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Americans aren’t angry, writes American Enterprise Institute President Arthur C. Brooks (Love Your Enemies). When we’re angry, we try to fix what’s broken, and we think we can. These days, we’re past hoping for a fix, and are instead “addicted to political contempt.” Contempt doesn’t try to fix anything; it “seeks to exile . . . to mock, shame, and permanently exclude from relationships by belittling, humiliating, and ignoring.” Anger cares. Contempt says, “You disgust me. You are beneath caring about.”

Brooks’s diagnosis is on target. Presidential candidates dump fellow citizens into a “basket of deplorables.” Trump’s insults are as numerous as Shakespeare’s, though far less witty. Fox News pundits find nothing worthwhile in anything any liberal has ever thought or said.

How did we turn into a “culture of contempt”? While we’re each responsible for our own actions and addictions, Brooks thinks America’s contempt pushers have a lot to answer for—members of the “outrage industrial complex” in the media, social media gurus and trolls who encourage ideological siloing, political parties that don’t even try to appeal beyond their settled base.

Contempt isn’t good for the country. There’s a strong correlation between marital contempt and divorce. Contempt is, as one researcher put it, “sulfuric acid for love.” We’re headed for societal divorce court, and Brooks hopes we can reconcile before it’s too late. He wants to teach Americans to “practice warm-heartedness,” overcoming contempt through love.

How? By deciding to act in love. Love isn’t an attitude but an action; attitudes, Brooks rightly says, follow actions. By learning that love works in the real world. Contrary to myth, kindness wins. Authoritative (not authoritarian) leaders lead by love. By turning down or turning off the outlets of outrage, listening to voices we don’t agree with, putting ourselves in situations where we’re surrounded by ideological adversaries, treating everyone with respect instead of disgust.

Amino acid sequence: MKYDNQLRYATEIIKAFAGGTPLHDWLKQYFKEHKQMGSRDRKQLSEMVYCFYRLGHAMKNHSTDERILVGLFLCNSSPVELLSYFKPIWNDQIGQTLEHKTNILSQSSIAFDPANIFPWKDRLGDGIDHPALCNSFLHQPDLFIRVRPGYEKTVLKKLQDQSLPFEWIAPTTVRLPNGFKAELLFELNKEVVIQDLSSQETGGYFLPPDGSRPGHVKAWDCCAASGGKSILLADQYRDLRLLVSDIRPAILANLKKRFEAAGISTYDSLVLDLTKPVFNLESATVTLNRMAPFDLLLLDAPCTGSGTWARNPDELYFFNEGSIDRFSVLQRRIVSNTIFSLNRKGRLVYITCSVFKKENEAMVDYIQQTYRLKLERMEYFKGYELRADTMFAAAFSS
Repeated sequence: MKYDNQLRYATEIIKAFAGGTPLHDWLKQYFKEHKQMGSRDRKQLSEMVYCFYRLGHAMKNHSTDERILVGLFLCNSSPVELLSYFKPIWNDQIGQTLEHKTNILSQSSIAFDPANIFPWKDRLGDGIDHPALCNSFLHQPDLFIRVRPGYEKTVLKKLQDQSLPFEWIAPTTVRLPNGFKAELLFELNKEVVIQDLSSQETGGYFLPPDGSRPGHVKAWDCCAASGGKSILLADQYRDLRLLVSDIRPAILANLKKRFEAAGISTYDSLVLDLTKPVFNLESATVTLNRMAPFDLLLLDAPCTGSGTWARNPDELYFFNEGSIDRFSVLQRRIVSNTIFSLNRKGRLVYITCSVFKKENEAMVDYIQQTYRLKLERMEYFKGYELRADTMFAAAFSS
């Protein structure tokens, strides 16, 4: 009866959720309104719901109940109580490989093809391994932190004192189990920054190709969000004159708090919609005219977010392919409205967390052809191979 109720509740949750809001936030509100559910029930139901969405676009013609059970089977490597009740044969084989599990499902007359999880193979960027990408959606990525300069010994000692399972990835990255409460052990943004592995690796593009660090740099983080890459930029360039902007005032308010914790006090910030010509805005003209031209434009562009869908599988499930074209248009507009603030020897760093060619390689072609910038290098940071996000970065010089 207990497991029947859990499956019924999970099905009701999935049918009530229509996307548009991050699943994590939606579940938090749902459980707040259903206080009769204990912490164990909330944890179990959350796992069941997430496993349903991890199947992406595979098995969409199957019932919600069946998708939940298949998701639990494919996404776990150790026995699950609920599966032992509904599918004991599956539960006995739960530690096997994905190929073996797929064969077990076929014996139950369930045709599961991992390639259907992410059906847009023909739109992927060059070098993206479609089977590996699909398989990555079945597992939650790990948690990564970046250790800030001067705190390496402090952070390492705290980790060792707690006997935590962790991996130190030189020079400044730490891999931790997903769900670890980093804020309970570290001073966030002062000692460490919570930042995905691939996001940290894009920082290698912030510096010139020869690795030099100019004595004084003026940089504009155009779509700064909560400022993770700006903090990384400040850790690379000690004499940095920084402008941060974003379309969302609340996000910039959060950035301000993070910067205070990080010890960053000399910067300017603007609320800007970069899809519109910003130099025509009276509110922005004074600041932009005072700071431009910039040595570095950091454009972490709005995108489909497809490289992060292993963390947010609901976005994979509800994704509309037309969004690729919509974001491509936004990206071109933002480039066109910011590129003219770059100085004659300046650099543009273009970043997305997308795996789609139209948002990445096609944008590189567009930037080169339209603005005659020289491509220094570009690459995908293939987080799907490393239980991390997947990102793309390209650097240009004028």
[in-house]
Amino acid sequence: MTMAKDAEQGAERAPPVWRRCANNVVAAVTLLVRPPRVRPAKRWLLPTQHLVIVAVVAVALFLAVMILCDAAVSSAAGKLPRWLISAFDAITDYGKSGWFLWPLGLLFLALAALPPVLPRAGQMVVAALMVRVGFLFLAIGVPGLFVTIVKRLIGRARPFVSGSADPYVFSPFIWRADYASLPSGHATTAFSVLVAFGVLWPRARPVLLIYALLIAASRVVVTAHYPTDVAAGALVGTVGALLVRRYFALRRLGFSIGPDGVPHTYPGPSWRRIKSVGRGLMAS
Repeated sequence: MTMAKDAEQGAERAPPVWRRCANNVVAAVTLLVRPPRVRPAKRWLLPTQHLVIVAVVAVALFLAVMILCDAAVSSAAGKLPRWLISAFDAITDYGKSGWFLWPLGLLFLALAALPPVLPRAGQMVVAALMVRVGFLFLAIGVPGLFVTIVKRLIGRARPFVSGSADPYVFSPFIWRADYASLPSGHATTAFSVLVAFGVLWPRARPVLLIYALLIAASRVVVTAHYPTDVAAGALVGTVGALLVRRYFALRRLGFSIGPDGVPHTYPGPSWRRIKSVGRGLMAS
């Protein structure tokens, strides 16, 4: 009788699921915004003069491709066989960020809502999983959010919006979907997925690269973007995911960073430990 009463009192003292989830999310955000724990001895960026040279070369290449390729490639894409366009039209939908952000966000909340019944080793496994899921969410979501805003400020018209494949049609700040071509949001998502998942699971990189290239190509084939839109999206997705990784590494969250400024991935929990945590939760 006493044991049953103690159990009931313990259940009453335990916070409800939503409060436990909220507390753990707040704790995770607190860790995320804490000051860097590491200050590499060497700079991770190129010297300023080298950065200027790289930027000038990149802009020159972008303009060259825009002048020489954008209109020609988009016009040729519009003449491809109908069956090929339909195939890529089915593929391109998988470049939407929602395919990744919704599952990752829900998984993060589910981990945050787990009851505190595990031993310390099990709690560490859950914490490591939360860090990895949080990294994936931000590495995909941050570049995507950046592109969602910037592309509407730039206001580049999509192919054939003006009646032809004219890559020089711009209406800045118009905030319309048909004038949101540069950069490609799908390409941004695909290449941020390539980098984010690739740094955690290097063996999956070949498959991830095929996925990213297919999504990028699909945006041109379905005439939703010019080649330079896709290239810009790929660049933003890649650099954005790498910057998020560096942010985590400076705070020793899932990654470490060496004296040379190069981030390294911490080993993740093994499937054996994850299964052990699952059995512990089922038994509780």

Brooks’s is a lively book, with a promising premise. But I don’t think his program can solve the problem he wants to solve. One shortcoming becomes evident in Brooks’s discussion of moral disagreements. Drawing on the work of Jonathan Haidt, he lists five innate moral values—fairness, compassion, respect for authority, group loyalty, and purity. Though innate, these values take various forms and mingle in various combinations. Liberals and conservatives both advocate fairness and compassion, but have different conceptions of what these values require. More important, liberals emphasize fairness and compassion, but place little weight on the other three. Conservatism insists on all five. The lesson? Liberals and conservatives are equally moral, but liberals have “fewer moral foundations.”

Despite their differences, Brooks thinks liberals and conservatives can get along because the values they share (fairness, compassion) have to do with “social morality,” while the things they disagree about (authority, loyalty, purity) are “personal moral values.” It’s a facile distinction, and an odd one: Don’t respect for authority and group loyalty belong to “social morality”? Many Christians, myself included, believe that our sexual wasteland is a product of a societal decision to shunt sexual morality off to a realm where individual choice is sovereign. He makes his distinction of social/personal morality sound like a procedural rule, but by placing sexual morality in the sphere of private morality, he takes a side in our central cultural battle. In my judgment, it’s the wrong side. To heal our sexual pathologies, Brooks prescribes more of the disease. I may be wrong, but I’m not inclined to sign on to a proposal that defines my convictions out of public debate.

This exemplifies a more fundamental weakness. Brooks wants to “save America from the culture of contempt” by reminding us that we’re all Americans. But, as John Milbank and Adrian Pabst argue, a politics of virtue is sustained by a “transpolitical community” that embodies ideals that transcend earthly politics. In ancient times, this role was filled by schools of philosophers, in Christendom by the church. Brooks is Catholic, but, in the interests of staking out common ground, he keeps his Catholicism at arm’s length. The church plays no discernible role in his vision of America’s future. But an immanent salvation won’t save. Paradoxically, national renewal won’t happen unless a nation pursues ends that transcend the nation. America can’t be saved by devotion to America.

Peter J. Leithart is President of Theopolis Institute.

Photo by Gage Skidmore via Creative Commons. Image cropped.

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